1. This site uses cookies. By continuing to use this site, you are agreeing to our use of cookies. Learn More.
  2. Hi Guest, welcome to the TES Community!

    Connect with like-minded professionals and have your say on the issues that matter to you.

    Don't forget to look at the how to guide.

    Dismiss Notice

Where DO babies come from?

Discussion in 'Teaching overseas' started by percy topliss, May 15, 2018.

  1. percy topliss

    percy topliss Occasional commenter

    More importantly, it would appear, where do Thai babies come from? Wherever it is there must be a great many of them in the pipeline if the building and opening of ornately named schools here is anything to go by. In the past year we have had a school with odd shaped balls, and a college from the south coast opening we now look forward to a beef dish school and girls school from North London opening as well as an overspill from the Salopian establishment down by the Klong.

    I know that one of these schools has already been blackballed by their more established brethren for offering "sweeteners" to try to lure children away, much like that odious man in Chitty Chitty Bang Bang, they failed and are now in deep trouble.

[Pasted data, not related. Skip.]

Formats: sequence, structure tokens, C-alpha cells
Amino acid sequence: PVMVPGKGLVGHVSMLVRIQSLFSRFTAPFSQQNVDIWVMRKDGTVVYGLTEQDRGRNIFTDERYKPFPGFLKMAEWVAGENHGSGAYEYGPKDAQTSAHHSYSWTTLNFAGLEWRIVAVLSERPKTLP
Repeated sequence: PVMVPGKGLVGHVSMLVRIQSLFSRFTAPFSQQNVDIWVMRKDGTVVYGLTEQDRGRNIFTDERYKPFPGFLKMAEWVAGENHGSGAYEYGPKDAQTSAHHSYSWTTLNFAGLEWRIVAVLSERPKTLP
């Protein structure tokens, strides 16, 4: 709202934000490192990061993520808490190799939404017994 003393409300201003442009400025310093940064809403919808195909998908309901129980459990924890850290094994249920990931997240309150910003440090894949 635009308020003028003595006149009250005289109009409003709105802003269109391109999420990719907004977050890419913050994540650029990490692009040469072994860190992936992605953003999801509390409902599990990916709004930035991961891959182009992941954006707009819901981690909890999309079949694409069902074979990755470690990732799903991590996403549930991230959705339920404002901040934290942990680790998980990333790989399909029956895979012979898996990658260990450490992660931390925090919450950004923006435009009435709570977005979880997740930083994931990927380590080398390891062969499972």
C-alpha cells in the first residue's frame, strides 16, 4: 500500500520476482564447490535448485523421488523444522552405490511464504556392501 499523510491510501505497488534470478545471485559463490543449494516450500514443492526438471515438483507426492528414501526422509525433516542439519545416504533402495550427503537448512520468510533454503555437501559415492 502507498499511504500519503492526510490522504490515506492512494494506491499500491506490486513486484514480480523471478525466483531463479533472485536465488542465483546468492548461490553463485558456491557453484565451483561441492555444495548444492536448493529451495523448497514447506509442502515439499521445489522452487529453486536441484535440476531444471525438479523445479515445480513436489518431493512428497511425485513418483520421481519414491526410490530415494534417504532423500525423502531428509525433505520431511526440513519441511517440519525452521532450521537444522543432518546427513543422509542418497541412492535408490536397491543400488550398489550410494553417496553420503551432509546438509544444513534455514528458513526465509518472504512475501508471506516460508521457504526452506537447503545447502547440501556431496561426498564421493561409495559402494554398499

Seriously though, I guess that these people must have done some sort of research but I do wonder if the pot is big enough as it were especially with the already established big hitters......time will tell I guess.

    Not long to go now.....

    grdwdgrrrl and schmedz like this.
  2. amysdad

    amysdad Established commenter

    The old boots seem to be in a bit of trouble generally.....
    englishdragon and percy topliss like this.
  3. february31st

    february31st Established commenter

    Here in and around Shanghai the new Bilingual Schools will need several thousand students to fill all the empty desks next year and thousands more the year after.

    But its not just the students in short supply its also where are all the teachers going to come from? At least 200 new western educated staff needed to stand at the chalkface.

    Not to mention the 1000 extra Chinese teachers required to be at chalkface.

    A second South Sea Bubble on its way?
    percy topliss likes this.
  4. strangefish32

    strangefish32 New commenter

    Percy, even some of the more established ones are offering sweeteners, not seeking student references or reports from the schools they are luring families from, or dropping the lucrative joining fee to entice more to join. It's a cut-throat market in Bangers at the moment, big, brash new buildings everywhere and lots of pressure to get bums on seats to justify the cost of those buildings. Something's got to give eventually.